What was Marguerite like to know? ‘Very much like my wife, very reserved, yes, I would say she was a bit on the reserved side, but not a snob or any thing like that, and there was nothing coarse or crude about her, she had a class, sort of, I don’t know, you can’t quit put your finger on it… I don’t know if anybody else has said that but she was a smart girl and I think I wasn’t the only one…
I think it must have been 1941, I had a bike frame. I scraped it all off, painted it, went down to Bill Harvel’s shop in Portsmouth, bought some wheels and bits and pieces. I was working damned long hours, but I could finish work say at seven, go home, put my shorts on and go out. It reminded me of Marguerite because I used to love to ride all round Braishfield, Romsey, Stockbridge and back to the Braishfield Arms. I used to just thoroughly enjoy that and from reading your book Marguerite was precisely the same, she used to just like riding.
One day a week we were allowed off, I forget what day it was, but I was going out along Hursley and, low-and-behold but who comes towards me but Marguerite! I was over the moon because I hadn’t seen her for a couple of years. I looked round and she was stopping, so I whipped round, and of course there was no cars, you could turn round easy then and I rode with her. She was going up to some place, I think it was to see her fiancee or boyfriend up near Alton, so I rode with her I think it was 20 odd miles up to near Four Marks. We said cheerio, I had to get back to Eastleigh, that was about 20 odd miles.
Oh Marguerite, we’d ride together, she said I can’t understand why your fastest time is only 1 hr 7 min, no, 1 hr 9 min it was then. She said ‘I can’t understand it, you’re killing me! ha,ha ha, I can’t keep up’, but I lacked the concentration on time trialling.
BIO- Jim Ayley was raised in Hampshire and was apprenticed to become a precision fitter in the aeronautical industry. His was in a reserved occupation during the war. Jim with his colleagues would often work night and day to prepare or modify fighter aircraft. He married in 1942. He and his wife Margaret raised a son and two daughters in Southampton. Jim's passion for cycling was passed on to his children,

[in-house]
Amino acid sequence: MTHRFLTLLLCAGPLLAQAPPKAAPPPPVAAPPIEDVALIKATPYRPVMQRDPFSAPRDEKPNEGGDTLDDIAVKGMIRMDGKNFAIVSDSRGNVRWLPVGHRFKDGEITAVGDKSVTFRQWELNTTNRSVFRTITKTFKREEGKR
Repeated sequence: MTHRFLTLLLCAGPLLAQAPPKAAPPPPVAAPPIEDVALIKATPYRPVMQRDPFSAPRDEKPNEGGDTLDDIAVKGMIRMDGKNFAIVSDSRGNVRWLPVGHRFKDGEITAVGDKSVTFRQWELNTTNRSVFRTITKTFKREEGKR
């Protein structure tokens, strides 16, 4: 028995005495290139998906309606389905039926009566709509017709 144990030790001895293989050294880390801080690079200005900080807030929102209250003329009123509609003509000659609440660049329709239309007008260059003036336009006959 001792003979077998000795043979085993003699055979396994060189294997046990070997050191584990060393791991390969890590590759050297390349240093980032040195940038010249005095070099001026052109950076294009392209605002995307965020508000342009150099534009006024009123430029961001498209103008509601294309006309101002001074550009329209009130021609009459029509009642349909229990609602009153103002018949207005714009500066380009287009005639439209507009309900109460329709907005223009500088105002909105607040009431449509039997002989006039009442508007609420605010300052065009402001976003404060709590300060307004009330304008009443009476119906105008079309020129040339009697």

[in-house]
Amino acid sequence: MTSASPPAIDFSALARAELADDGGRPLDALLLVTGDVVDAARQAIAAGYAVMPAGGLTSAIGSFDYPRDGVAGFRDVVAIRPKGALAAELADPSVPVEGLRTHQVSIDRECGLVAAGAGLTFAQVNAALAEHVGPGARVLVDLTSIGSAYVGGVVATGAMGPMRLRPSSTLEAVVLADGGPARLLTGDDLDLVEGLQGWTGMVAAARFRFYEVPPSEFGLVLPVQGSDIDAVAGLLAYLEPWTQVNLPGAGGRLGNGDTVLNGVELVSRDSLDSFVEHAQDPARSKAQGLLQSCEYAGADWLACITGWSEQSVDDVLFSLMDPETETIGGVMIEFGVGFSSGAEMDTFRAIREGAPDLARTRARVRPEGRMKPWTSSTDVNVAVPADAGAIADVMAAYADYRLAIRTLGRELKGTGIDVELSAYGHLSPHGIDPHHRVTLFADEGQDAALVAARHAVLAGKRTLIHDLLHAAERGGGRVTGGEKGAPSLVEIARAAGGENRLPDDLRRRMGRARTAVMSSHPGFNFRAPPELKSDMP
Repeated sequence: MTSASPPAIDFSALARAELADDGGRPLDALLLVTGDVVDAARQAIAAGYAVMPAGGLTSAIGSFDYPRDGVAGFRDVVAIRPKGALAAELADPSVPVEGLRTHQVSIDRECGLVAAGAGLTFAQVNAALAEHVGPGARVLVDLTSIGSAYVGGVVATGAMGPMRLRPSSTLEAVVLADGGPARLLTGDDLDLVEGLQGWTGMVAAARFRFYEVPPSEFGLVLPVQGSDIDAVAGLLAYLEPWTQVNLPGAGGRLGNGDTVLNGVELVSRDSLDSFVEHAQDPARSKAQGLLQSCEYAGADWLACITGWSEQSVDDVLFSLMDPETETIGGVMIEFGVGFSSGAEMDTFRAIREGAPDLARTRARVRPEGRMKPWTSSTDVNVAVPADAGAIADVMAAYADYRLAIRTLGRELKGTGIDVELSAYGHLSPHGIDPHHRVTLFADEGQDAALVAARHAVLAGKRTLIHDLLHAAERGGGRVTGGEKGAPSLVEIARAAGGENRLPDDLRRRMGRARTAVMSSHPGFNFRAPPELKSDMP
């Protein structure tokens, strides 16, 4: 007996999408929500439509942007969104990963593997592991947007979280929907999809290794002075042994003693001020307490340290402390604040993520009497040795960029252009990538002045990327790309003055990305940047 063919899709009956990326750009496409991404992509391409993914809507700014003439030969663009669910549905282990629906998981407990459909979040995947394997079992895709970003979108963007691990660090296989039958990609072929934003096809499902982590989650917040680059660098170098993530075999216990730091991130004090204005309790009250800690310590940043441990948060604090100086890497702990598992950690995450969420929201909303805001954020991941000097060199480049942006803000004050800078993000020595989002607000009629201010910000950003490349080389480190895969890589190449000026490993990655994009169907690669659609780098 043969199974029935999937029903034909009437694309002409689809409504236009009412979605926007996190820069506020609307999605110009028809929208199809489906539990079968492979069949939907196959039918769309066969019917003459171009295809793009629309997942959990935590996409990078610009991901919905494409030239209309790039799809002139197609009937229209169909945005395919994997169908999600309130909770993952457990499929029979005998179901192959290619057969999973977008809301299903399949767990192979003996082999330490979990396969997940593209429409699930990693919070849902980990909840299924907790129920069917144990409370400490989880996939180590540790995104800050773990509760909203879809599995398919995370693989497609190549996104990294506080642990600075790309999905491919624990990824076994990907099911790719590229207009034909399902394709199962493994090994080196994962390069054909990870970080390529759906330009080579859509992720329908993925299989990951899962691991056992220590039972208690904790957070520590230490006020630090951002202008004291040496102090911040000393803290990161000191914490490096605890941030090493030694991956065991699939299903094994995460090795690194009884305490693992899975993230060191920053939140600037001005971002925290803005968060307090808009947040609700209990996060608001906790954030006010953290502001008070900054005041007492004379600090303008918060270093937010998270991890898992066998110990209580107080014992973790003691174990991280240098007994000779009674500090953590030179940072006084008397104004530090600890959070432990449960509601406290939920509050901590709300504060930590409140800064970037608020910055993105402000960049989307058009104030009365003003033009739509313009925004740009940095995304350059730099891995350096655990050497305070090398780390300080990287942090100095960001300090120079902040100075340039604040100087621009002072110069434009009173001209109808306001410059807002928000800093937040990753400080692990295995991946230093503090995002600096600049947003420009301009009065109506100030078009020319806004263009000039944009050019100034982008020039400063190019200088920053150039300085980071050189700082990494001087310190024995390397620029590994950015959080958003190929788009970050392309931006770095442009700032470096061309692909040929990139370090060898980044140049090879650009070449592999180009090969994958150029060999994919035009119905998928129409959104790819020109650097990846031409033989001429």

his son Colin became a very accomplished Chamnipoinship winning cyclist. Valerie's childhood was equally steeped in the sport, she continued to be heavily involved in cycling in Canada. A true cycling family.
Among his varied career, he ran a bicycle shop, designing and building his own frames. In 1965 Jim was seconded to work in Detroit for the Ford Motor Company. Jim's skills were highly valued in the USA, where he worked both in the aerospace and automotive industries taking up American citizenship.
In his youth Jim raced against many of the leading cyclists of the era. He promoted track meetings and races. He was involved in some of the very first road races to emerge when breakaway groups from the NCU were formed. Jim was a founder member of the Southern Paragon Cycling club. After cycling Jim's interest moved on to other interests including fly-fishing.
Now widowed, Jim lives back in the UK. In common with many of his generation cycling laid the foundation for excellent health. He lives independently, doing his own shopping and cooking, also taking on new projects. When I visited in the summer of 2016 Jim had been busy designing and making a dolly with casters for his plasm screen tv. I really enjoyed meeting Jim and spending the day with him.. We had a pub lunch together, Jim enjoying a pint of bitter. What a rare opportunity, to speak to a contemporary of Marguerite and someone who was at the heart of the cycling in the 1930s and 40's.
Quite frankly William, I found I used to get more fun riding round like that on my own than I did from the club runs and all that. It got, well in ’37, ’38, it got bitchy and the pleasure was gone and I do feel that it's a shame when it's all money and sponsorship. But having said that I joined the Clarion. I wanted to ride a 25, it was at Barnstable, north Devon, the firm give me the time off and I caught a train on the Friday and a manager of Alfred’s arranged some digs for me, they were good too, cockles and cream, mussels and I had a nice long weekend and won 1st handicap in the 25. But to be able to do that I had to join a club, I joined the Clarion and I didn’t really know their political line, they were out and out, I don’t like to use the word, ‘commies’ really, and although they were on one hand like that, they were grabbing with the other. I stuck that for about a year, then we formed the Southern Paragon and I was in touch with Marguerite through dinners at Elford bridge and the annual club dinner. We made her president of the new Southern Paragon which went on to enjoy success .
I remember the Bournemouth 25. Marguerite had a private trial, she often done that, she wasn’t allowed to enter, (As a profesional cyclist she was barred from all amateur cycling Ed). I don’t known what time she did, but she often done that, she wasn’t allowed to enter them, and that was about the period when we got the racing tights abolished, we could wear shorts down to the knee, and stockings up to the knee -rubbish! - I was in the event, I was just staging a bit of a comeback, I watched her finish. After the race we went down to Burt’s cafe. A little group, we sat down out on the grass verge, the sun was shining, a lot of the club people, the racers and Marguerite our President was there. We all done pretty well, oh we won the team prize. And those wonderful legs!, they always seemed to be brown, I don’t know if she had some special paint ha ha ha, but I think a lot of it was cycling in shorts so much and yeh, we stopped there for quite a while just joking and talking, they were great days. And when it came to breaking it up I had to push the boy’s eyes in to get them to see to go home! Yeh she was some girl!'